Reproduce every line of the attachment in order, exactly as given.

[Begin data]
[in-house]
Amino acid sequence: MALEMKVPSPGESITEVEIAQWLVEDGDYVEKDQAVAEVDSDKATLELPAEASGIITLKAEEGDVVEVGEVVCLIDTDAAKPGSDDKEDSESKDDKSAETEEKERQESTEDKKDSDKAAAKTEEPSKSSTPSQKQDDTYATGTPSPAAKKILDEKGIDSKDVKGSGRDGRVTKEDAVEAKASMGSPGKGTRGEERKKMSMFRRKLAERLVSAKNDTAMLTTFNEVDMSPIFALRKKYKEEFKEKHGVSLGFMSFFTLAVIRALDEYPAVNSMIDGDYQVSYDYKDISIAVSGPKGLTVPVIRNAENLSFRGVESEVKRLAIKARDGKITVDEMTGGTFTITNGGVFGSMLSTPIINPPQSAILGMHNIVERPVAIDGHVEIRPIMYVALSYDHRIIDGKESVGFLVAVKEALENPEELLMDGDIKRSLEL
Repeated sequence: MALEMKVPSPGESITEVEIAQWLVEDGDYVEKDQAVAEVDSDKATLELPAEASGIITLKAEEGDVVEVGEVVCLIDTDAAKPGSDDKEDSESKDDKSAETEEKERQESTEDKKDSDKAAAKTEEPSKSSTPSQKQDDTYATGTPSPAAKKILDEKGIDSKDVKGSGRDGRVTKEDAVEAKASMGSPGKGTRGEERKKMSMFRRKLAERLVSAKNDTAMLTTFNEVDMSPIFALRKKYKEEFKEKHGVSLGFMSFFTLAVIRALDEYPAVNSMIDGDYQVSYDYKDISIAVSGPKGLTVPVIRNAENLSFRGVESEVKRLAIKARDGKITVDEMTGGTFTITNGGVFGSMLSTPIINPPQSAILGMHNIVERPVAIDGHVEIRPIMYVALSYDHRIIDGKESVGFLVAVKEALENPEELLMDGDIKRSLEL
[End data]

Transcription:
[in-house]
Amino acid sequence: MALEMKVPSPGESITEVEIAQWLVEDGDYVEKDQAVAEVDSDKATLELPAEASGIITLKAEEGDVVEVGEVVCLIDTDAAKPGSDDKEDSESKDDKSAETEEKERQESTEDKKDSDKAAAKTEEPSKSSTPSQKQDDTYATGTPSPAAKKILDEKGIDSKDVKGSGRDGRVTKEDAVEAKASMGSPGKGTRGEERKKMSMFRRKLAERLVSAKNDTAMLTTFNEVDMSPIFALRKKYKEEFKEKHGVSLGFMSFFTLAVIRALDEYPAVNSMIDGDYQVSYDYKDISIAVSGPKGLTVPVIRNAENLSFRGVESEVKRLAIKARDGKITVDEMTGGTFTITNGGVFGSMLSTPIINPPQSAILGMHNIVERPVAIDGHVEIRPIMYVALSYDHRIIDGKESVGFLVAVKEALENPEELLMDGDIKRSLEL
Repeated sequence: MALEMKVPSPGESITEVEIAQWLVEDGDYVEKDQAVAEVDSDKATLELPAEASGIITLKAEEGDVVEVGEVVCLIDTDAAKPGSDDKEDSESKDDKSAETEEKERQESTEDKKDSDKAAAKTEEPSKSSTPSQKQDDTYATGTPSPAAKKILDEKGIDSKDVKGSGRDGRVTKEDAVEAKASMGSPGKGTRGEERKKMSMFRRKLAERLVSAKNDTAMLTTFNEVDMSPIFALRKKYKEEFKEKHGVSLGFMSFFTLAVIRALDEYPAVNSMIDGDYQVSYDYKDISIAVSGPKGLTVPVIRNAENLSFRGVESEVKRLAIKARDGKITVDEMTGGTFTITNGGVFGSMLSTPIINPPQSAILGMHNIVERPVAIDGHVEIRPIMYVALSYDHRIIDGKESVGFLVAVKEALENPEELLMDGDIKRSLEL